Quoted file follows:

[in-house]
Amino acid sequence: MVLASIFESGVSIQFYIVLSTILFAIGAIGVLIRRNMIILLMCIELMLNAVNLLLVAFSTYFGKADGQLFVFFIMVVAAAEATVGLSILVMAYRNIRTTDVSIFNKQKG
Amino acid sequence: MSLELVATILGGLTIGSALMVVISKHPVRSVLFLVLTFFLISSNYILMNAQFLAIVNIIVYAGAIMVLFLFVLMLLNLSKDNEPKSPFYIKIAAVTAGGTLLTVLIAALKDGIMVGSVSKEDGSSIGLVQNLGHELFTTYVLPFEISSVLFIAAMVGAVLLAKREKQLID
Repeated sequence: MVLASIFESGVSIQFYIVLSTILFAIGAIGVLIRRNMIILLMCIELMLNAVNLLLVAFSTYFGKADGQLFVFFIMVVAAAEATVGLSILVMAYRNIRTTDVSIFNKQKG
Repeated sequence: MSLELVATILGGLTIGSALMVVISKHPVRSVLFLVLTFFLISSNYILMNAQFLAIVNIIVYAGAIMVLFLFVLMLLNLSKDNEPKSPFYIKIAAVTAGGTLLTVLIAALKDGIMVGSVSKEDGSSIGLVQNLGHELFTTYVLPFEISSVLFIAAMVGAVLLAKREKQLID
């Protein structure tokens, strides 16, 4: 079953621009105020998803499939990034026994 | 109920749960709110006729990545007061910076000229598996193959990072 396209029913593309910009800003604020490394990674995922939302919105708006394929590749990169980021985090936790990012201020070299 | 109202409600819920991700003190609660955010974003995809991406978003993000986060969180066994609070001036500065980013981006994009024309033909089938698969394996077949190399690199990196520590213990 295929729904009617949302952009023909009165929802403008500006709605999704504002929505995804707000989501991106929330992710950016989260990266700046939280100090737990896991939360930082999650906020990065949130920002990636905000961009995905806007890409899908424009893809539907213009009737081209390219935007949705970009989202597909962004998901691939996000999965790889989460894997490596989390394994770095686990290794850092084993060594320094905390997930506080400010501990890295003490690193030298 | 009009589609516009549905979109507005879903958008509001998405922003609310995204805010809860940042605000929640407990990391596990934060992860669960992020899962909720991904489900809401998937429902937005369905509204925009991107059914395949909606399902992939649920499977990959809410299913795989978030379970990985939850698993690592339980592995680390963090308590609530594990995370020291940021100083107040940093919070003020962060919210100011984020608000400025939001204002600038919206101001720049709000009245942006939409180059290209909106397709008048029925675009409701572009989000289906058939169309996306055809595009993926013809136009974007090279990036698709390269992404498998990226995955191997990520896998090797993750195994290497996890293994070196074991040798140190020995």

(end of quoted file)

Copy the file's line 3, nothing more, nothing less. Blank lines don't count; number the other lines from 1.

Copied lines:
Amino acid sequence: MSLELVATILGGLTIGSALMVVISKHPVRSVLFLVLTFFLISSNYILMNAQFLAIVNIIVYAGAIMVLFLFVLMLLNLSKDNEPKSPFYIKIAAVTAGGTLLTVLIAALKDGIMVGSVSKEDGSSIGLVQNLGHELFTTYVLPFEISSVLFIAAMVGAVLLAKREKQLID